The Latest Articles from Media Magazine
Media Magazine, Summer 2023
First response: In ITV’s ‘The Responder’, flawed and falliable Chris Carson is caught up in a society that’s falling apart and a life that’s got too many grey areas for comfort: a response to the current state of policing in the UK? Jenny Grahame takes a look at this gripping TV drama in the context of other police procedurals.
The best crime dramas over time: Whichever crime drama set text you’re studying, you’ll need a feel for the ways the show relates to real-world issues – and that means understanding the social context in which the shows were made, and the ideas about law, order and policing held in society at the time. Here are some of the most well-known or iconic shows you might have heard of but have never had time to watch.
Frank frames: documenting the Amy Winehouse story: Documenting the rise to fame and tragic demise of Amy Winehouse, Asif Kapadia’s ‘Amy’ won plaudits for its sensitivity and moments of jaw-dropping pathos. But is documentary making all about just telling the truth? And whose truth gets told? Sara Barnard looks at Kapadia’s work in the context of other documentary makers to get the true picture.
Written and directed by Taylor Swift: Since the release of Taylor Swift’s 10th studio album, ‘Midnights’, she has dropped three music videos: ‘Anti-Hero’, ‘Bejewelled’ and ‘Lavender Haze’. Charlie Winward considers how these videos show Swift leaning in to the creative control she has now established over her music and what this might mean for her next creative move.
Wes Anderson the Auteur: style over substance? With a string of critically acclaimed movies to his name, Wes Anderson has an unmistakable style and some recurring themes. But what does it all mean? Steven Merrell takes a look at Anderson’s most recent film, ‘The French Dispatch’ in the context of his previous work.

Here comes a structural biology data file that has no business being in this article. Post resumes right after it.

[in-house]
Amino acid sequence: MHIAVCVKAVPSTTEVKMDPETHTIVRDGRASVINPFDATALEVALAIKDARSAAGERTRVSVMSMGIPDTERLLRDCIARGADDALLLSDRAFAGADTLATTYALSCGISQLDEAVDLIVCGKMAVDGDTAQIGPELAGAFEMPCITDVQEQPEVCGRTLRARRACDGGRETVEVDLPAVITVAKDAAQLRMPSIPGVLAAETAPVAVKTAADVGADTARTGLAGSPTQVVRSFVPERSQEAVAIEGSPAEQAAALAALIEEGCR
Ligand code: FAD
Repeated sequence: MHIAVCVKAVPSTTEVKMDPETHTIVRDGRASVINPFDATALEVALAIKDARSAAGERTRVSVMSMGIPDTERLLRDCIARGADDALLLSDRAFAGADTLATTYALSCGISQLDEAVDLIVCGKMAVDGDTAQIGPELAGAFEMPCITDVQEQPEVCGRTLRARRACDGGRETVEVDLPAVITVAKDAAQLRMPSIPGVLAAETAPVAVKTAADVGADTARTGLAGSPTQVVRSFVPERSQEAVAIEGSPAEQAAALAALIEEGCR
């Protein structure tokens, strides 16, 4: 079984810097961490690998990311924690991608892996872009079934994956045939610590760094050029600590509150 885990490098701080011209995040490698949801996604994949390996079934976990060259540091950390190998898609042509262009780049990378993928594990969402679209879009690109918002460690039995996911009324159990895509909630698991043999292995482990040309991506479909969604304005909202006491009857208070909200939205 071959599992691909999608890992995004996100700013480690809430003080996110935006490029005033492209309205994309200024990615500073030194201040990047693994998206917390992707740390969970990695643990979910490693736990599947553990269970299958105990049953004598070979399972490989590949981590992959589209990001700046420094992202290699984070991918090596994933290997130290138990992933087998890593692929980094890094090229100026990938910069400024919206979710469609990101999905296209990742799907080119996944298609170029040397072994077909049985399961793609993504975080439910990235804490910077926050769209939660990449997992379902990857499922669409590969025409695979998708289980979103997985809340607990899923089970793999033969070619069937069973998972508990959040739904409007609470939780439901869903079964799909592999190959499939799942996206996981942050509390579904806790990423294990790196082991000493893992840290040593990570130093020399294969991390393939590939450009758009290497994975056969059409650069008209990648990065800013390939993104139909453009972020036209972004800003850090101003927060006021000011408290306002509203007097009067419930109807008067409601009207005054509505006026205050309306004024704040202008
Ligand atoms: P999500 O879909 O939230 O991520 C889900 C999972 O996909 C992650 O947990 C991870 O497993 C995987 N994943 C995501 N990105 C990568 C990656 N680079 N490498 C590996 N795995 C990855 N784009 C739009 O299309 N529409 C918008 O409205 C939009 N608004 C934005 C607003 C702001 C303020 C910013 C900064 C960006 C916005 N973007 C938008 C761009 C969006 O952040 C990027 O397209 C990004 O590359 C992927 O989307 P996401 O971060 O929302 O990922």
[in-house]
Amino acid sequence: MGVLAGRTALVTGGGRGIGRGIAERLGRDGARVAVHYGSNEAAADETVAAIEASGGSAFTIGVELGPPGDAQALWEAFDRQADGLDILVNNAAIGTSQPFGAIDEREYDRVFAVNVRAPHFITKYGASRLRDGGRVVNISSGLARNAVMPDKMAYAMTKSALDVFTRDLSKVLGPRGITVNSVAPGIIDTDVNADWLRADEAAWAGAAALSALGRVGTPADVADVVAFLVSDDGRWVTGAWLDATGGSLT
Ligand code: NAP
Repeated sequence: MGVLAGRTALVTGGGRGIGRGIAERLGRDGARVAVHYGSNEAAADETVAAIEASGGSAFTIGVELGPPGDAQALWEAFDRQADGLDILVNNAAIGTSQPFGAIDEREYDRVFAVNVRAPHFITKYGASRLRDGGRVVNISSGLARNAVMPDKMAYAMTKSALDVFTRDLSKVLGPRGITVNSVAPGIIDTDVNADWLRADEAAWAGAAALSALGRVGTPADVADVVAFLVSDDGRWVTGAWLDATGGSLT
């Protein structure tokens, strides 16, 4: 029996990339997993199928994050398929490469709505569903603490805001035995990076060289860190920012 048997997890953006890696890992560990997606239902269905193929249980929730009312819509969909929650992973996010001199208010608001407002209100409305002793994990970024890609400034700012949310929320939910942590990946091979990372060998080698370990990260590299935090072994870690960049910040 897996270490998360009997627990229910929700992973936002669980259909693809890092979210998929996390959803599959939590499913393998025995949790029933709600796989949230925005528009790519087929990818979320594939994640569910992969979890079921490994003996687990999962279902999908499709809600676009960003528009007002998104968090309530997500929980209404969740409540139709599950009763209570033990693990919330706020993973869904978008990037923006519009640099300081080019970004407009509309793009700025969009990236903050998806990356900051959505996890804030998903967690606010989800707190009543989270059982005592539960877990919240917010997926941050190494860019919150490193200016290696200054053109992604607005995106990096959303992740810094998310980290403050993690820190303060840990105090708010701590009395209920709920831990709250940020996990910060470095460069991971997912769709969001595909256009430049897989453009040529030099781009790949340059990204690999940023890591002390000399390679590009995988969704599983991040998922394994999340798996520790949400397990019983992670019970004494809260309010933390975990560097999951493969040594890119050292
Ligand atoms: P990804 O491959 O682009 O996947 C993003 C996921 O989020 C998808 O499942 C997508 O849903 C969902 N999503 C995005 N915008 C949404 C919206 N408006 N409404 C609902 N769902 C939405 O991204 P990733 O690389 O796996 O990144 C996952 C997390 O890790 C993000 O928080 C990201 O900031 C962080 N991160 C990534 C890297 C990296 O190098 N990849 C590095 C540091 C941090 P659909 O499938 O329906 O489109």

The theory drop: Bourdieu: Why do we like what we like? What detemines the kinds of films, books and newspapers we consume? Pierre Bourdieu had a few ideas on the subject.
A thoroughly modern magazine: the many pleasures of the gentlewoman: How does a publication that largely comprises luxury adverts feel so very different to other women’s magazines? Georgia Platman is ready to join the club.
M3gan: When the trailer went viral at the end of last year, Blumhouse Productions knew they had a cult hit on their hands with the sci-fi horror film M3gan. Ian McMechan examines several factors that contributed to the film’s success.
Interview with Keane Shaw: ‘Little Bit of Love’ was the breakthrough hit for Tom Grennan, reaching the top 10 in early 2021 and paving the way for a number one album and Brit nominations. The video also racked up an impressive number of views and told a story that mirrored Grennan’s own background. Dan Clayton talked to Keane Shaw, the video’s director about what made it so special.
Returning to The Rovers: Soaps have always been a core part of traditional TV schedules, often broadcast for 30 minutes in the early evening. Michael Massey examines ITV’s decision to schedule ‘Coronation Street’ later and for longer and explains why life on the best-known street in Britain is still important for an understanding of how TV drama works.